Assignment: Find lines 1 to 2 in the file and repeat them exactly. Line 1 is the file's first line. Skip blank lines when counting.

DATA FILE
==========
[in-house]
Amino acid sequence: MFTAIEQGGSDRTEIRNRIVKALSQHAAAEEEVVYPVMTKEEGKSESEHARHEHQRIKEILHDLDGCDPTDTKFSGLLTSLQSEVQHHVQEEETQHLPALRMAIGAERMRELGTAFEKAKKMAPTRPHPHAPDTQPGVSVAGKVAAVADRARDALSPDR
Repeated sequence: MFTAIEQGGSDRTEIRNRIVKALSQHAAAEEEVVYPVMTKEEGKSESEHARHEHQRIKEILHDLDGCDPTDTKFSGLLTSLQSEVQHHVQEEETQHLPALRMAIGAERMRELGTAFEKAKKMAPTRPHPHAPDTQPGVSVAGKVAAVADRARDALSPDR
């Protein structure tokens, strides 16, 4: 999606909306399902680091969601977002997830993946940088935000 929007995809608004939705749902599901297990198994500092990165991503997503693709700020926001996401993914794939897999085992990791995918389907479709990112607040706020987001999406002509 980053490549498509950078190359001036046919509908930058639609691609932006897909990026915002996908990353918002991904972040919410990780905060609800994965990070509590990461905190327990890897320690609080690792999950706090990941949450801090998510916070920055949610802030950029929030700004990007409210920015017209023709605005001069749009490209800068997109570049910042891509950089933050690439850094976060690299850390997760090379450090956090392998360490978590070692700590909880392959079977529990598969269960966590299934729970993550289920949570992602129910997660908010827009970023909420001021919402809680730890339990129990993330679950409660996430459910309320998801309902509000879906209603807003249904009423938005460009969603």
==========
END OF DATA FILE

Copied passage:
[in-house]
Amino acid sequence: MFTAIEQGGSDRTEIRNRIVKALSQHAAAEEEVVYPVMTKEEGKSESEHARHEHQRIKEILHDLDGCDPTDTKFSGLLTSLQSEVQHHVQEEETQHLPALRMAIGAERMRELGTAFEKAKKMAPTRPHPHAPDTQPGVSVAGKVAAVADRARDALSPDR